When is a headache a migraine?

Migraine causes significant disability but is underdiagnosed and undertreated. Making an accurate diagnosis is key to improving outcomes for patients. At AAN 2021, Professor Hope O’Brien, University of Cincinnati College of Medicine, OH, provided expert tips on diagnosing migraine and differentiating it from potentially life-threatening secondary headache disorders.

Migraine causes significant disability but is not life-threatening. As a result, it is underdiagnosed and undertreated worldwide.1

Migraine is underdiagnosed worldwide

Migraine causes significant disability but is not life-threatening. As a result, it is underdiagnosed and undertreated worldwide.1


Primary headache vs secondary headache

Headaches are common, said Professor O’Brien, and almost 50% of adults have had at least one headache in the previous year.2 They are classified by the International Classification of Headache Disorders, 3rd edition as:

90% of headaches are primary headaches

  • Primary — eg, migraine, tension-type headache, trigeminal autonomic cephalalgia
  • Secondary due to a structural lesion or underlying disease
  • Painful cranial neuropathies, other facial pain and other headaches3

In 90% of cases, a headache is a primary headache, and the examination is normal.4

SNOOP is a screening mnemonic to exclude secondary headache

Secondary headaches may be life-threatening, however, noted Professor O’Brien, and need further investigation and neuroimaging.5 They must be excluded when diagnosing migraine. SNOOP is a helpful screening mnemonic highlighting the red flags, which are:

  • Systemic signs and disorders
  • Neurologic symptoms
  • Onset that is new or changed and over 50 years of age
  • Onset as a thunderclap headache
  • Papilledema, pulsatile tinnitus, positional provocation, precipitated by exercise5

Neuroimaging is not indicated for typical uncomplicated episodic or chronic migraine

Neuroimaging is also required for headaches diagnosed as:

  • Episodic or chronic migraine without aura accompanied by an abnormal neurologic examination
  • Migraine with aura accompanied by an atypical or complex aura
  • Trigeminal autonomic cephalalgia
  • Traumatic headache6

Professor O’Brien also noted the importance of the physical examination and paying attention to extracranial structures to exclude other diagnoses, for example sensitive scalp arteries suggesting temporal arteritis and impaired neck mobility suggesting meningeal irritation.7


Diagnosing migraine — the history is key

Stress is a common trigger

A thorough history is key in the diagnosis of migraine, said Professor O’Brien.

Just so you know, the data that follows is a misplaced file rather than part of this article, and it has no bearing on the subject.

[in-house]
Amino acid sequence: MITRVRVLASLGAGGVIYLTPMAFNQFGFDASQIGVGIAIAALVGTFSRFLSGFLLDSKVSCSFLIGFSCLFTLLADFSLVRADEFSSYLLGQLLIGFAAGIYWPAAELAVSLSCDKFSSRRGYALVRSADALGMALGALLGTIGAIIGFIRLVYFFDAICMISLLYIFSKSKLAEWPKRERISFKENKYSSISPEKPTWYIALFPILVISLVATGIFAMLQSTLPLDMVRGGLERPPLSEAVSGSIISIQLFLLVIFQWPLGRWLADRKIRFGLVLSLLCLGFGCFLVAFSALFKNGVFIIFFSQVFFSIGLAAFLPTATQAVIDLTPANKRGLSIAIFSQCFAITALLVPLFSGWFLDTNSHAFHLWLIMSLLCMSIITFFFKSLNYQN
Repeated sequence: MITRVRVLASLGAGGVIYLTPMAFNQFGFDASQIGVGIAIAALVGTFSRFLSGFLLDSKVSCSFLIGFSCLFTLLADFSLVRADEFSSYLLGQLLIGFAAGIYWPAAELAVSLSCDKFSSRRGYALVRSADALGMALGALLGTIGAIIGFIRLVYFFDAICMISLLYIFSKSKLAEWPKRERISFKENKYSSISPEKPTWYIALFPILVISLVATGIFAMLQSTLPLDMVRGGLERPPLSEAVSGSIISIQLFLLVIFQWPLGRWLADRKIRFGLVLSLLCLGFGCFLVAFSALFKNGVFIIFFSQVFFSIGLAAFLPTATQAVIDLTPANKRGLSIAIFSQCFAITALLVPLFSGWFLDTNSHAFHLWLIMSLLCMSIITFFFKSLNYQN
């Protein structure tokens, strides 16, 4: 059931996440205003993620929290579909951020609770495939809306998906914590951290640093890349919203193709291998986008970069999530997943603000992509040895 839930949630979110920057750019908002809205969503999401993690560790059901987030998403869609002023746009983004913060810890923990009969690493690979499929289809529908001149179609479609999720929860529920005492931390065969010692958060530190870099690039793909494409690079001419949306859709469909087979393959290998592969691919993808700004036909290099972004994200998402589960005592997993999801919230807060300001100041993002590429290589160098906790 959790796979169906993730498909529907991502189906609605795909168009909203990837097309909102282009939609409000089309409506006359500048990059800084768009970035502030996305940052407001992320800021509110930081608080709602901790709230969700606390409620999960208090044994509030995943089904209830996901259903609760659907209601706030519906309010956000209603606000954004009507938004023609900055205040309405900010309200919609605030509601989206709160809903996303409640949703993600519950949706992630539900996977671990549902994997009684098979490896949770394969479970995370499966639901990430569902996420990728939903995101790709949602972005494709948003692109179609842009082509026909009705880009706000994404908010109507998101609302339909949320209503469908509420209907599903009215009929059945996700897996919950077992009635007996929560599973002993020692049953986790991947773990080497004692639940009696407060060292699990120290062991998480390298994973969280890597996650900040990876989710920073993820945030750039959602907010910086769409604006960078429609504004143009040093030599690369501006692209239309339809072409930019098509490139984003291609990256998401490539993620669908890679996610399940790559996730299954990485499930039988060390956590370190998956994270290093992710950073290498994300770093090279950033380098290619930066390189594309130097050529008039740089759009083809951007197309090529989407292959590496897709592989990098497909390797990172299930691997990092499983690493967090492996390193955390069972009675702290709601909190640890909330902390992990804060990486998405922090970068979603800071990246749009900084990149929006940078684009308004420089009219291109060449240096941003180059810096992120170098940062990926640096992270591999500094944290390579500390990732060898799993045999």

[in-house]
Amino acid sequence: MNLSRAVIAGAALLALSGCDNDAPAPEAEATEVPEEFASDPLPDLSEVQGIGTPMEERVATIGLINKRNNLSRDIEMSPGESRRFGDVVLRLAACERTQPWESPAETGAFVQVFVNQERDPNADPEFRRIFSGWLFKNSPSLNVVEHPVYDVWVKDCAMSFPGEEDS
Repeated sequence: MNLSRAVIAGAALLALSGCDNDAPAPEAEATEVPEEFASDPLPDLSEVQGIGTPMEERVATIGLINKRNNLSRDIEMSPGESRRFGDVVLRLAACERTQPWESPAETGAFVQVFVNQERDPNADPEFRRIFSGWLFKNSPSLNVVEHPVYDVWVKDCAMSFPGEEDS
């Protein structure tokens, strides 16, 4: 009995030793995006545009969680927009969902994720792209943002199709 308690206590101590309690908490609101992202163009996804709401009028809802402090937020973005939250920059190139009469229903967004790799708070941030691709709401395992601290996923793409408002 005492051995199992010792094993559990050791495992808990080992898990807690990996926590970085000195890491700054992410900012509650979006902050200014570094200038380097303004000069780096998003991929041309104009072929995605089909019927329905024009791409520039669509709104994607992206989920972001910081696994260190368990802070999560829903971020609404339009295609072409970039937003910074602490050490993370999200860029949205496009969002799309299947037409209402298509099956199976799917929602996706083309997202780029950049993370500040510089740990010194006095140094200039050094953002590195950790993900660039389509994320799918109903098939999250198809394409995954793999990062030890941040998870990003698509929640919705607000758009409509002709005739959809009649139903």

Important clinical features include its temporal pattern, location and radiation, nature (eg, throbbing), severity and intensity, associated features (eg, nausea, vomiting, aura), and aggravating factors (eg, light, sound, activity).7

Professor O’Brien highlighted that although usually unilateral, migraine headaches can be bilateral, and may be associated with cranial autonomic symptoms,3 and that stress is a common trigger.8

If two of the three PIN predictors are present, the positive predictive value for a diagnosis of migraine is 93%

She also highlighted the “PIN” screening test for migraine9 based on the following three important predictors of migraine:

  • Photophobia
  • Impairment/intensity
  • Nausea

When two of these three “PIN” predictors are present, the positive predictive value for a diagnosis of migraine is 93%.9

Additional diagnostic clues for a diagnosis of migraine include the presence of comorbid medical conditions with potentially shared pathophysiologic factors, for example asthma10 and a family history of migraine or other primary headache.7


Our correspondent’s highlights from the symposium are meant as a fair representation of the scientific content presented. The views and opinions expressed on this page do not necessarily reflect those of Lundbeck.


1. Ryvlin P, et al. Current clinical practice in disabling and chronic migraine in the primary care setting: results from the European My-LIFE anamnesis survey. BMC Neurology 2021;21:1.

2. World Health Organization. Headache disorders. 2016. Available at https://www.who.int/news-room/fact-sheets/detail/headache-disorders. Accessed 14 Jun 21.

3. Headache Classification Committee of the International Headache Society (IHS). International Classification of Headache Disorders, 3rd edition. Cephalalgia 2018;38:1–211.

4. Dodick D. Pearls: headache. Semin Neurol 2010;30:74–81.

5. Smith JH. Ruling out secondary headache. Pract Neurol 2018. Available at https://practicalneurology.com/articles/2018-mar-apr/ruling-out-secondary-headache. Accessed 14 Jun 21.

Country selection
We are registering that you are located in Brazil - if that's correct then please continue to Progress in Mind Brazil
You are leaving Progress in Mind
Please confirm your email
We have just sent you an email, with a confirmation link.
Before you can gain full access - you need to confirm your email.
The information on this site is exclusively intented for health care professionals.
All the information included in the Website is related to products of the local market and, therefore, directed to health professionals legally authorized to prescribe or dispense medications with professional practice. The technical information of the drugs is provided merely informative, being the responsibility of the professionals authorized to prescribe drugs and decide, in each concrete case, the most appropriate treatment to the needs of the patient.
Register for access to Progress in Mind in your country